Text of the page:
[Marxism] Canada: Spain in Reverse

David Quarter davidquarter at sympatico.ca
Sat Jun 12 23:24:39 MDT 2004

Only thru strategic voting can we do our best to stave off a fascist 
majority.  I fear we're not as smart as France either, re Le Penn. 
Like they did, we even have to vote liberal, depending on the state 
of our ridings:Canada: Spain in reverse

Posted by Justin Podur at June 11, 2004 11:20 AM 

Scary news from Canada, which is on the verge of an electoral 
fascist takeover. The Conservative party of Stephen Harper is 
headed for a win in the elections of June 28. 

While the current, Liberal prime minister, Paul Martin, helped out 
the coup in Haiti and has been a useful tool for US foreign policy 
and US/Canadian corporate interests, there are a few differences 
between him and Harper.

Harper is anti-abortion. Harper is anti-gay marriage. Harper is for 
openly racist immigration policies (Martin is for hypocritical 
policies). Harper is for openly supporting the US war on the planet 
(Martin is for doing so behind the scenes and selectively). Harper 
wants to boost military spending, get 'tough on crime', cut taxes 
and further undermine and privatize Canada's fragile public sector, 
especially its public health care system (Martin is for dismantling 
these things more slowly and behind the scenes). 

In the media, the rise of Harper's Conservatives is being portrayed 
in terms of Canada's dissatisfaction with the Liberals' corruption 
after three terms in office. First of all, the Liberals are certainly 
corrupt -- but the Conservatives' record in power is far worse, and 
Ontario, the biggest battleground of the elections, just came out of 
two terms of hideous Conservative corruption and ought to know 
better than to elect these fascists. If people have to defect from the 
Liberals and punish them, why do they have to shoot themselves in 
the head to do so, especially when a third party with a decent 
platform exists in the NDP? 

This is all rather like what happened in Spain, in reverse. Think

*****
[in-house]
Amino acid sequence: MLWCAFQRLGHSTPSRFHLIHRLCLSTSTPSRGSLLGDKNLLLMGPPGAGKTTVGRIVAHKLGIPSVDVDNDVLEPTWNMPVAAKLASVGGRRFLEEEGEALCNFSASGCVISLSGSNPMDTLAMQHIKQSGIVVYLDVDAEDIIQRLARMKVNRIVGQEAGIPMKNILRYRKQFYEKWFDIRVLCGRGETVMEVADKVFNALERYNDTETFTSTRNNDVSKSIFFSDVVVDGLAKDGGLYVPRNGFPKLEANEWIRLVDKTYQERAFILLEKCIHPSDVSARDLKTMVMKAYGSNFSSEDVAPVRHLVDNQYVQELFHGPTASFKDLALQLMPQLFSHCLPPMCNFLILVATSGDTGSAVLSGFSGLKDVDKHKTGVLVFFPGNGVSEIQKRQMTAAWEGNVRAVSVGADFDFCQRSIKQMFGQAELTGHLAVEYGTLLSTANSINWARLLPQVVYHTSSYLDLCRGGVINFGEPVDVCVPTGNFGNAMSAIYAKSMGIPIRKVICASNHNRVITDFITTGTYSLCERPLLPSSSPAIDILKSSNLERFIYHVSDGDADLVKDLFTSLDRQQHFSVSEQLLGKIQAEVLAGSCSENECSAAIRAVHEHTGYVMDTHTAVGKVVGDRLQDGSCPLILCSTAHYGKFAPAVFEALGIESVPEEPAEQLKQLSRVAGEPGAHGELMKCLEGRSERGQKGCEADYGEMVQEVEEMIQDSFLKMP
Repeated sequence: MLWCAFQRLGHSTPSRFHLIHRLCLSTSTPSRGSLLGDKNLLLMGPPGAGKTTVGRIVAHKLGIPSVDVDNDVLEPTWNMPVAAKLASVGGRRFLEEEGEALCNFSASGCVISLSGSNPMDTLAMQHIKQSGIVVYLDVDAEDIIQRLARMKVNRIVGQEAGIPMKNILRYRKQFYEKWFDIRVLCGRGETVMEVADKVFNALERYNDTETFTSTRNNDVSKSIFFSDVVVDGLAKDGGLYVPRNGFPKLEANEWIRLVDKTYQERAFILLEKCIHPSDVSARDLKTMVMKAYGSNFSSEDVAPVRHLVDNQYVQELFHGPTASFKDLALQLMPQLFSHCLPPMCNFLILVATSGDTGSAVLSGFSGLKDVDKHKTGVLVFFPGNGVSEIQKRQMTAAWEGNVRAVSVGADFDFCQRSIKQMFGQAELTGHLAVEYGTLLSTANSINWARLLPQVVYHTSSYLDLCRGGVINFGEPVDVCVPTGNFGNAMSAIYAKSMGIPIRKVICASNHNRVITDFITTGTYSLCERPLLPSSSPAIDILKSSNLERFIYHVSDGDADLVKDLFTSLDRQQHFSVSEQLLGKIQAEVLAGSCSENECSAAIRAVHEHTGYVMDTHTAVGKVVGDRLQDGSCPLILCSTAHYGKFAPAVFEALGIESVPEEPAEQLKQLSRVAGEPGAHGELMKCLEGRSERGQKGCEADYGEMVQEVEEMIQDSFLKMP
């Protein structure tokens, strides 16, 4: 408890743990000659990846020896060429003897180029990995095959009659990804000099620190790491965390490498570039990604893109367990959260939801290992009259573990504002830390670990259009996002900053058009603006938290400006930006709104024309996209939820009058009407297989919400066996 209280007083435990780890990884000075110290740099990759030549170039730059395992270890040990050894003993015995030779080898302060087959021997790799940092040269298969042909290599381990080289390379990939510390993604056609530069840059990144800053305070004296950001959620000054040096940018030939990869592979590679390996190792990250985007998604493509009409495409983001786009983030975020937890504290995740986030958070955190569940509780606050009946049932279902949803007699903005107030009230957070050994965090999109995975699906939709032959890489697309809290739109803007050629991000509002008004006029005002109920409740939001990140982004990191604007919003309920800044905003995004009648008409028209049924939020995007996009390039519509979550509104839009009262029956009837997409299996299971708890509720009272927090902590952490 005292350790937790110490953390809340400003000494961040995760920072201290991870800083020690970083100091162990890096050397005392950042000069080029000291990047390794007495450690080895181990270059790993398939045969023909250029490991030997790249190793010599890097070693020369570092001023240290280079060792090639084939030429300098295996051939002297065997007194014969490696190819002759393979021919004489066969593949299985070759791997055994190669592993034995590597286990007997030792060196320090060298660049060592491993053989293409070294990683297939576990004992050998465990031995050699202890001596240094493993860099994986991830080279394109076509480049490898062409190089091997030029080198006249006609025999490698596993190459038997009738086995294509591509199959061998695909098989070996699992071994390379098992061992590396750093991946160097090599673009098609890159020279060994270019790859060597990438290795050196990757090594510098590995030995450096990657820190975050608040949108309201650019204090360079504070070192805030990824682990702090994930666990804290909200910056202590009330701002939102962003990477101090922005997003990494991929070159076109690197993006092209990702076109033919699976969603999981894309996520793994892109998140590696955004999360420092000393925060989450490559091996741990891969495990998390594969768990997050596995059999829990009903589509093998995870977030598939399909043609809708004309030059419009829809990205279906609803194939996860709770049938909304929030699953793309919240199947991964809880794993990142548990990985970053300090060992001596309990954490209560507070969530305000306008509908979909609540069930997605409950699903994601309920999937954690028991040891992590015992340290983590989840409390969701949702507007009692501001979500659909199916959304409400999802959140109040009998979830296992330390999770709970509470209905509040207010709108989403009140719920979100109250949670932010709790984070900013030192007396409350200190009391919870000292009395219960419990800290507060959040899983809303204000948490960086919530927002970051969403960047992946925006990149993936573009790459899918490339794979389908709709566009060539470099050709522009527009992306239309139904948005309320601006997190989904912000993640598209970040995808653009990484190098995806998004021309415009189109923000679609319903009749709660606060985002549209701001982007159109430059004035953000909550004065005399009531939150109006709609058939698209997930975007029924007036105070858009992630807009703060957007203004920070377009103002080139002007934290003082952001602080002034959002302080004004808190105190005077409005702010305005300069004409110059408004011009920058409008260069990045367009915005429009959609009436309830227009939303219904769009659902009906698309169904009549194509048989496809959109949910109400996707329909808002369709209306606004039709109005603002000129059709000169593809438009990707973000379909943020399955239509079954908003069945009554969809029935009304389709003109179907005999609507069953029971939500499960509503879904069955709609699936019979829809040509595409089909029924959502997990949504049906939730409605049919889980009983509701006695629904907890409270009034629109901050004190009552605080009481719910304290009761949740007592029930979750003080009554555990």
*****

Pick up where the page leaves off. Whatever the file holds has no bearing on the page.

about it. 

In Spain, you had a hard-line right winger devoted to active 
subordination to the US agenda in Aznar. Despite his population's 
desires, he took the country headlong into war and occupation in 
Iraq. This made his population a target for terrorists, and his 
population, who never wanted the Iraq war, paid the price. Then the 
population had a chance to punish him politically in elections, and 
did so.

In Canada, you have a hypocritical liberal government that decided 
not to jump on to the disastrous Iraq war openly, but to perform the 
historically normal Canadian functions of behind-the-scenes aid, 
followed by sacrificing the Haitian people's right to self-
determination to 'mend-the-fence' that insufficient subordination to 
the US agenda supposedly caused in US-Canada relations (see 
my commentary of last year for some revolting reactions from 
Canadian elites. Canadian elites revolted, and threw up a leader 
who promised to take Canada headlong into the Iraq war and 
occupation and whatever other imperial adventures the US plans. 
Now, if the population elects him, will we have to live what the 
Spanish lived through?

Unfortunately, Canada is probably more like the US than it is like 
Spain. The American media, and much of the public, couldn't 
understand how Spain dumped Aznar after a terrorist attack. They 
saw it as 'appeasement', and everyone knows that a terrorist attack 
in the US would help the jingoistic right in that country, who people 
would flock to. The Spanish had the opposite reaction. 

Which way would Canadians go, given the choice? Which way will 
they go? Will we have to find out?

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